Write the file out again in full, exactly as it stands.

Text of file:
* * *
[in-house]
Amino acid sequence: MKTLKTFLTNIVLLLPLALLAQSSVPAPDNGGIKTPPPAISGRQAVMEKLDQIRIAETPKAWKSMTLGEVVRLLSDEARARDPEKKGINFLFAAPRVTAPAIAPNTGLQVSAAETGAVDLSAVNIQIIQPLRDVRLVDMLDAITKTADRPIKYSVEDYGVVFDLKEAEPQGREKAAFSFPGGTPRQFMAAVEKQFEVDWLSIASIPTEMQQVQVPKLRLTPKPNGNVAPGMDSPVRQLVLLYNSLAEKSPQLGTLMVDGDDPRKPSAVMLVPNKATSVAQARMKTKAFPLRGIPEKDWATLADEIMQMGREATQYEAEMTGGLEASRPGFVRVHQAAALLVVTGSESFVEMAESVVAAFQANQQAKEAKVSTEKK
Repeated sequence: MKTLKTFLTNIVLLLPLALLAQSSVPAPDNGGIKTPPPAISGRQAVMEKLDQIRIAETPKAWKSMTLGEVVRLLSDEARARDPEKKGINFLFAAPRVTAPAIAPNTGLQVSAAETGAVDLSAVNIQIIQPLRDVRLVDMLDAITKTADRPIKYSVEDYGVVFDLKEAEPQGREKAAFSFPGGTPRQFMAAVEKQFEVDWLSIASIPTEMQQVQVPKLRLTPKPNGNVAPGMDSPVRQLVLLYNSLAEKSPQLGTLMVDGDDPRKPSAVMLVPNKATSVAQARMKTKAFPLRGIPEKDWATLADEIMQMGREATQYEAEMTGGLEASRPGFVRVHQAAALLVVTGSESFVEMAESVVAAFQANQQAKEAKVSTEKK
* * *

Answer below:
[in-house]
Amino acid sequence: MKTLKTFLTNIVLLLPLALLAQSSVPAPDNGGIKTPPPAISGRQAVMEKLDQIRIAETPKAWKSMTLGEVVRLLSDEARARDPEKKGINFLFAAPRVTAPAIAPNTGLQVSAAETGAVDLSAVNIQIIQPLRDVRLVDMLDAITKTADRPIKYSVEDYGVVFDLKEAEPQGREKAAFSFPGGTPRQFMAAVEKQFEVDWLSIASIPTEMQQVQVPKLRLTPKPNGNVAPGMDSPVRQLVLLYNSLAEKSPQLGTLMVDGDDPRKPSAVMLVPNKATSVAQARMKTKAFPLRGIPEKDWATLADEIMQMGREATQYEAEMTGGLEASRPGFVRVHQAAALLVVTGSESFVEMAESVVAAFQANQQAKEAKVSTEKK
Repeated sequence: MKTLKTFLTNIVLLLPLALLAQSSVPAPDNGGIKTPPPAISGRQAVMEKLDQIRIAETPKAWKSMTLGEVVRLLSDEARARDPEKKGINFLFAAPRVTAPAIAPNTGLQVSAAETGAVDLSAVNIQIIQPLRDVRLVDMLDAITKTADRPIKYSVEDYGVVFDLKEAEPQGREKAAFSFPGGTPRQFMAAVEKQFEVDWLSIASIPTEMQQVQVPKLRLTPKPNGNVAPGMDSPVRQLVLLYNSLAEKSPQLGTLMVDGDDPRKPSAVMLVPNKATSVAQARMKTKAFPLRGIPEKDWATLADEIMQMGREATQYEAEMTGGLEASRPGFVRVHQAAALLVVTGSESFVEMAESVVAAFQANQQAKEAKVSTEKK